Bettis, Bruener remain positive

For the first time in his eight years with the Steelers, Jerome Bettis doesn't have job security, and it shows. <br><br> Bettis reported Tuesday for the first day of the Steelers' coaching sessions in better shape than at the end of last season, when a knee injury and subsequent weight gain limited him to four yards on four carries in two playoff games.

It came on the heels of a 666-yard regular season, Bettis' worst with the Steelers.

"He looks great," said Coach Bill Cowher. "They cleaned his knee at the end of the season. He's fine and he's been working out."

Cowher nudged Bettis along with the rehab process by hinting at the end of last season that Bettis could join Kordell Stewart as a free agent. "We are going to have to talk about the direction and the options we have in regards to these players," Cowher said on Jan. 14.

While Cowher admitted Tuesday that Bettis has lost weight, Cowher didn't make any promises for the running back who's gained 8,451 of his 11,542 career yards with the Steelers.

"He's on our football team," Cowher said. "You know, there's no guarantees. There's going to be some very competitive situations going into camp with Amos (Zereoue) and Fu (Chris Fuamatu-Ma'afala) and Jerome. There's no guarantees, but, oh, no, he's here. The way he's approached the off-season I think it's obvious to a lot of people he's out to remove any doubt anyone may have."

Bettis wouldn't talk about his weight, focusing instead on the health of his left knee. He underwent surgery Jan. 27 to repair cartilage.

"It's been two years since I could go into an off-season healthy. I feel good," he said. Bettis rehabilitated in Los Angeles with personal trainer Bob Kersee.

"Sprints, plyometrics, stairs, lifting, you name it we did it. It was a fully comprehensive look at what a track-and-field person would go through," said Bettis, who doesn't normally train with Kersee until the middle of June.

"I just think that sometimes you need to show people that it's still there," Bettis said. "It's just an opportunity for me to come out and show everybody Bus still has some tread left."

Bettis won't have a guaranteed spot in the starting backfield this season, not after Zereoue finished 2002 as the team's leading rusher with 762 yards on 193 carries (3.9 average).

"I'm not hearing a thing," Bettis said of the early depth chart. "Whatever it is, you've just got to deal with it. You figure nobody's going to be really happy, myself or Amos, but you work within the parameters of the team concept and you do what they ask you to do."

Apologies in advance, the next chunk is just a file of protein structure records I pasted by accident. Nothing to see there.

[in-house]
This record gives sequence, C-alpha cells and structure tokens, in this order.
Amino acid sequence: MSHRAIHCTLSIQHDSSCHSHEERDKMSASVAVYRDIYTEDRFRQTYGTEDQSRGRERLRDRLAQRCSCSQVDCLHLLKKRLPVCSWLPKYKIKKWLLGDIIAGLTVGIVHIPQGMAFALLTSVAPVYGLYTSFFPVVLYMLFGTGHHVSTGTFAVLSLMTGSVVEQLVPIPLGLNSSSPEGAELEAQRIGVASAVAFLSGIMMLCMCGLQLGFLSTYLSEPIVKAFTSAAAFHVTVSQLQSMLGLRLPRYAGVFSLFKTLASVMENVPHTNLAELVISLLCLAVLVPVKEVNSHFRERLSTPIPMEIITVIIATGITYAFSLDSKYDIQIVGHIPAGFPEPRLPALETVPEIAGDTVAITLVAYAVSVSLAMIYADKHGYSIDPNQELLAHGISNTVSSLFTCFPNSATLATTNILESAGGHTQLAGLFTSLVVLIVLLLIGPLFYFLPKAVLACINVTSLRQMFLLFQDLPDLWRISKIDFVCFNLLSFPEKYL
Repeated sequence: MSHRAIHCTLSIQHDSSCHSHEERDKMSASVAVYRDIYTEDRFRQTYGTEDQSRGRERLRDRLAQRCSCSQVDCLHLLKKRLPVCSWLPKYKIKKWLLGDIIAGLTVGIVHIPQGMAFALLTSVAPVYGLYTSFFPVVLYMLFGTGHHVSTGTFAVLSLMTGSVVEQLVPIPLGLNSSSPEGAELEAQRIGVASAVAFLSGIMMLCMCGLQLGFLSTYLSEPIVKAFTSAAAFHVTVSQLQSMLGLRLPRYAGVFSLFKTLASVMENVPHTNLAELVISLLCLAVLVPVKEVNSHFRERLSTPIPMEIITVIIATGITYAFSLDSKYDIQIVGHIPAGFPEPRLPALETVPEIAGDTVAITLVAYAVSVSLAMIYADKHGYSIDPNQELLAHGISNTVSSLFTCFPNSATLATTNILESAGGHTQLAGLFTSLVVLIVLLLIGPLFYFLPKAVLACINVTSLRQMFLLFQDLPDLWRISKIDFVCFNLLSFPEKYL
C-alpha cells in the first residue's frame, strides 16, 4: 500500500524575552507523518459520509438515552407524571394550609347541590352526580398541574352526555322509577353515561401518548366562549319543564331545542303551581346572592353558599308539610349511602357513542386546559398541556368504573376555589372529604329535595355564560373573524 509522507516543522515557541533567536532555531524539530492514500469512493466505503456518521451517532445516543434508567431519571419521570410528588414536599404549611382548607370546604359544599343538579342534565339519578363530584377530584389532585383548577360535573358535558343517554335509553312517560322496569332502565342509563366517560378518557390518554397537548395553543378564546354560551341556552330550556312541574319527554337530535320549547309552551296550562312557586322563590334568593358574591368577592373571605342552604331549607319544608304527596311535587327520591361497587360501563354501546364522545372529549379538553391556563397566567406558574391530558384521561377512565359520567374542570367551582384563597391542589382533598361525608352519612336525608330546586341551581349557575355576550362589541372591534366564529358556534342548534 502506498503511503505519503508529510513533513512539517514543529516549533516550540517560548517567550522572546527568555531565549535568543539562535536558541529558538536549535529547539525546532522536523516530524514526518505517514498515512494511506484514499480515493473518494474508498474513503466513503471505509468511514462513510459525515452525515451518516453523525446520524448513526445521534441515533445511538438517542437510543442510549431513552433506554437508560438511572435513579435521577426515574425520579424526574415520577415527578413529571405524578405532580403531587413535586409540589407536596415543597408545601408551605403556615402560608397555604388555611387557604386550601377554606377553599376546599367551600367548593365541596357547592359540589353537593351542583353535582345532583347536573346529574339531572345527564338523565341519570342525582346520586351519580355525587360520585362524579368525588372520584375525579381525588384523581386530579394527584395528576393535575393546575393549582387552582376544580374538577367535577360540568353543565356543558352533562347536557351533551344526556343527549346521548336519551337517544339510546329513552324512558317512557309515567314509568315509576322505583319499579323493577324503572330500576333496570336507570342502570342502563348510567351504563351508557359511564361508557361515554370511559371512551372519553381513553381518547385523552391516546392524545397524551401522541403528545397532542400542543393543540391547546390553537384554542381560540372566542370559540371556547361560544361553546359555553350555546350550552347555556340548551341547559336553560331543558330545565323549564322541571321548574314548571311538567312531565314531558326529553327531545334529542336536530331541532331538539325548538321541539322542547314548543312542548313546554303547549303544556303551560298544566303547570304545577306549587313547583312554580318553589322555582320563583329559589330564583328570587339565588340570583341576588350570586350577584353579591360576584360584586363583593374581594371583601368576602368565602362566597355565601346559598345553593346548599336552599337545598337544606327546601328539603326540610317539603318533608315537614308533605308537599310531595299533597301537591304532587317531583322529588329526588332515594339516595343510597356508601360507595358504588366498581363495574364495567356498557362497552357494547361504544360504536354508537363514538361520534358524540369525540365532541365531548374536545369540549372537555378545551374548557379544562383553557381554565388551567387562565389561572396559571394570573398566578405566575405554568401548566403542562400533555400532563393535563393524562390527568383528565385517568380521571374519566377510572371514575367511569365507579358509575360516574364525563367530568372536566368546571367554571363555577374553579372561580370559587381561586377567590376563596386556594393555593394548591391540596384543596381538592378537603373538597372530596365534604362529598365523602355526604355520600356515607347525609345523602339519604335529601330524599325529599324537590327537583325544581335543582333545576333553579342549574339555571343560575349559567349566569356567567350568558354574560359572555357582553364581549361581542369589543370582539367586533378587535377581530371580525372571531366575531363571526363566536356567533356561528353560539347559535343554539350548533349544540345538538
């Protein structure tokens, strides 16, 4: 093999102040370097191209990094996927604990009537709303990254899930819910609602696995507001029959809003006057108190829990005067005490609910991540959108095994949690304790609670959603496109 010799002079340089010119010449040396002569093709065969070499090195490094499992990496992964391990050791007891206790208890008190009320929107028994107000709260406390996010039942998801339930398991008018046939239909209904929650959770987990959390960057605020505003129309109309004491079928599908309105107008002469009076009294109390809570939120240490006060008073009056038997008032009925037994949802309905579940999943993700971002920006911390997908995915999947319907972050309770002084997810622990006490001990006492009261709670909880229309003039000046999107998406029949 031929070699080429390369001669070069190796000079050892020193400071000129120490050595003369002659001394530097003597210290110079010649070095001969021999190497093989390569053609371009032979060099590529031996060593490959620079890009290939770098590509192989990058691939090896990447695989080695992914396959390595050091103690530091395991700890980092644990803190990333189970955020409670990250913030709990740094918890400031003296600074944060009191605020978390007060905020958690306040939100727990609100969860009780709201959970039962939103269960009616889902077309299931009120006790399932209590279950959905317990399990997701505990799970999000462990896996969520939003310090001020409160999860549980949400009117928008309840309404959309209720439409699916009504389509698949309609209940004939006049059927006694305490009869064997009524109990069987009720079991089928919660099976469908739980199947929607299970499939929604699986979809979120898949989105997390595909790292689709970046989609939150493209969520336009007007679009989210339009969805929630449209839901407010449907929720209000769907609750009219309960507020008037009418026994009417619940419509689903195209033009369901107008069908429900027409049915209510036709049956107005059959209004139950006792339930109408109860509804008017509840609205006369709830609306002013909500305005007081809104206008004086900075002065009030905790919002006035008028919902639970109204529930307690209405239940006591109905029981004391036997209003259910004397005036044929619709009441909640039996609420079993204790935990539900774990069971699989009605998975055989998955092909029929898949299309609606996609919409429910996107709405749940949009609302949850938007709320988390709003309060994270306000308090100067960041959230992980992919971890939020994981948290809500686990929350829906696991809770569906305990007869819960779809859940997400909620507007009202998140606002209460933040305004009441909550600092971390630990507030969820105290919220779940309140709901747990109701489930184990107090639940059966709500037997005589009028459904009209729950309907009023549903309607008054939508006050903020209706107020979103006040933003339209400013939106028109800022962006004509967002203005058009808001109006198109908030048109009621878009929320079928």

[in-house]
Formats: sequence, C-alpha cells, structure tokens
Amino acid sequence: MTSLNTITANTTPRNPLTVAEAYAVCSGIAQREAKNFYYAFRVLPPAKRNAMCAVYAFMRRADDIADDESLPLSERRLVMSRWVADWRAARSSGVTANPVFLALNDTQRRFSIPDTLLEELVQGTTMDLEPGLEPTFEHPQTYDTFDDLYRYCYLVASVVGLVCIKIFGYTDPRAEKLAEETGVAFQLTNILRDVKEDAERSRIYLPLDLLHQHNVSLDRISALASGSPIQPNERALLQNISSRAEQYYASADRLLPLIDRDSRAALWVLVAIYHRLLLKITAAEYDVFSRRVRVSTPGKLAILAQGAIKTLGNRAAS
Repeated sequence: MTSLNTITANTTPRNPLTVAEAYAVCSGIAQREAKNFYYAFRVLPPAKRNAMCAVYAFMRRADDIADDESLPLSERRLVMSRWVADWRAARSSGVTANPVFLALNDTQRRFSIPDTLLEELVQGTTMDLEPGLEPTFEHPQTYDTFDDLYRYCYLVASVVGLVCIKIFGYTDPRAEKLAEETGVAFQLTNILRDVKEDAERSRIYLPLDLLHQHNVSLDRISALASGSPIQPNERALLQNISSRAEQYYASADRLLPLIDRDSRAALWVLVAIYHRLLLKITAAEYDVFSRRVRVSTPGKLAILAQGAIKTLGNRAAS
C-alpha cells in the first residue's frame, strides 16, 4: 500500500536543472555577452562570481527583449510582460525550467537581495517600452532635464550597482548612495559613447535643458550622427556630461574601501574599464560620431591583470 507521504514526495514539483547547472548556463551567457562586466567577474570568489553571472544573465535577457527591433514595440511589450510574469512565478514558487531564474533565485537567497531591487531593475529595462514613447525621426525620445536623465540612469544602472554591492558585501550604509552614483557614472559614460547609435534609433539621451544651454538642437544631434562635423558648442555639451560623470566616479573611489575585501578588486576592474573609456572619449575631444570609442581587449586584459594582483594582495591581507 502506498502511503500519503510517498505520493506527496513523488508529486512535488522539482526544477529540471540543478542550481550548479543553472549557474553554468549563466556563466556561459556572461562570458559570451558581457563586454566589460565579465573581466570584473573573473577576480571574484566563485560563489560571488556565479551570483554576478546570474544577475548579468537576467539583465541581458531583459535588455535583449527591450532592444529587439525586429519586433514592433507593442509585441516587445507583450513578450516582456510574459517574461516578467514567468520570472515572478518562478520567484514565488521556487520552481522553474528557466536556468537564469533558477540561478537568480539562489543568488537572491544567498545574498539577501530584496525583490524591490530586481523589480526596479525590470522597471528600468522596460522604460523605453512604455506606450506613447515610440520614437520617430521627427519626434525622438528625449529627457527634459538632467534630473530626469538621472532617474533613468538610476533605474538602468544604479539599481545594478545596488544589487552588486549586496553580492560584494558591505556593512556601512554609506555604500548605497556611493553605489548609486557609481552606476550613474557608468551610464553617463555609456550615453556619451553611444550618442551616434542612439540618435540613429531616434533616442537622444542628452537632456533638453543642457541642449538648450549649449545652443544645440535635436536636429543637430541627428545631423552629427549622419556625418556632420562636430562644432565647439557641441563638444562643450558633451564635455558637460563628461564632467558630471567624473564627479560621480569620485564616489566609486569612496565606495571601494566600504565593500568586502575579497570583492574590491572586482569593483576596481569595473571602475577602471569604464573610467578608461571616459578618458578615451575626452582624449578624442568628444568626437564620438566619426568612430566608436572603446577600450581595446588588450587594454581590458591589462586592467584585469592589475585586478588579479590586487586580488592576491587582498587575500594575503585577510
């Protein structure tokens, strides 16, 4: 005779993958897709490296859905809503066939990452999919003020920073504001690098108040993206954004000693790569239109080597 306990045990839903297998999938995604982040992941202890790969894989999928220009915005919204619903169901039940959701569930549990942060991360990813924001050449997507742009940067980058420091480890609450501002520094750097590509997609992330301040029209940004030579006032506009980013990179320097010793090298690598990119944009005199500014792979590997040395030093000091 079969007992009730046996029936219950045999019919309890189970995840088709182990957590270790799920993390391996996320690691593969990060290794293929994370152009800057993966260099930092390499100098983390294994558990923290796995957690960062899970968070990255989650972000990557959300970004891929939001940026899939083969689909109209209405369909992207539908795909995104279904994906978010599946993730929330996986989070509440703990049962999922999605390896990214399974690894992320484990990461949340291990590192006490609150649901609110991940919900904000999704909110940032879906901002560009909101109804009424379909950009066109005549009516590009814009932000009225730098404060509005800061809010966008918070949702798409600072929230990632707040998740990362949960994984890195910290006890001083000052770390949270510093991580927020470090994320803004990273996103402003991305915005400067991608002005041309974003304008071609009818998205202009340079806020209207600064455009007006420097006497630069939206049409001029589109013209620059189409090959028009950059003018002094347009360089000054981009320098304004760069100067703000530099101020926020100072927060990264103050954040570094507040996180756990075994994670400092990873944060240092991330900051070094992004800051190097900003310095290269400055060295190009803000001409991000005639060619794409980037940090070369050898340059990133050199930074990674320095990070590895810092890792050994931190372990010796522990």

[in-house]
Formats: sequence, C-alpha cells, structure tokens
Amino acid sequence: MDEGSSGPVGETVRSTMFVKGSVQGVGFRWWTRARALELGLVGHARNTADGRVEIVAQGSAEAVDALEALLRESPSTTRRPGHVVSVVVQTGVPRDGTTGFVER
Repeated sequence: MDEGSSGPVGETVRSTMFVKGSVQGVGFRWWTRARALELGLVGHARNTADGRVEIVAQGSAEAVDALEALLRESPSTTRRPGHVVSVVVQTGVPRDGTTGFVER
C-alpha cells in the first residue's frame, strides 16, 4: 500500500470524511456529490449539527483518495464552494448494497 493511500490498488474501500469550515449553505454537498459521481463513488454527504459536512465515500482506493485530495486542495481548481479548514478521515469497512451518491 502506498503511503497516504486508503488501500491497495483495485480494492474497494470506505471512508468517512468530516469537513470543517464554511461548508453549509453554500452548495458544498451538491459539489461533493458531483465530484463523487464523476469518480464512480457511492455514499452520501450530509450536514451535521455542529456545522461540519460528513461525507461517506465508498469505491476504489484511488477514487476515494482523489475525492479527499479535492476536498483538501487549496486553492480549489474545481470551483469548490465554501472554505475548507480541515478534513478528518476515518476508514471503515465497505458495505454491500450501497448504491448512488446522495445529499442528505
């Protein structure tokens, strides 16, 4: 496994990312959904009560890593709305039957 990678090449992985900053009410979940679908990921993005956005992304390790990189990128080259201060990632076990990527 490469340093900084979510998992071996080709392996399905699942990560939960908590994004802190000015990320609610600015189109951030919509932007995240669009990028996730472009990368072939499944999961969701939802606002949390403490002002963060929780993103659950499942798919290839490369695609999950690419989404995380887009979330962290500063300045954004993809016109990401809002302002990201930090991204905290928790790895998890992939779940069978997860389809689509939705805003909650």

Tight end Mark Bruener is in a similar situation. He's also coming off knee surgery and, like Bettis, is due a large salary this season. Bettis' base salary will be $2.75 million and Bruener's will be $2.05 million. By releasing either player after June 1, the Steelers would defer salary-cap space.

"They'll be forthright and honest with me," Bruener said. "If there's going to be a decision that's going to be made in regards to June 1, than I believe they probably would tell me instead of having me working until May 31."

Bruener underwent microfracture surgery on his left knee in December and said he'll be cleared by doctors next week to work full-time with the team. Bruener missed the final six games of the 2002 season, in which he caught 13 passes for 66 yards. The Steelers signed free-agent tight end Jay Riemersma to a three-year, $3.9 million contract on March 20.

"There are a lot of questions that are out there," Bruener said. "What's going to happen? I don't know. We may have to wait until the end of training camp; we might know sooner than that. But my approach hasn't changed. I'm going to do everything I can to prove to this organization I have a lot of football ability left in me. If it doesn't work out, it doesn't work out. You've got to move on. It's a brutal business unfortunately."

Jim Wexell

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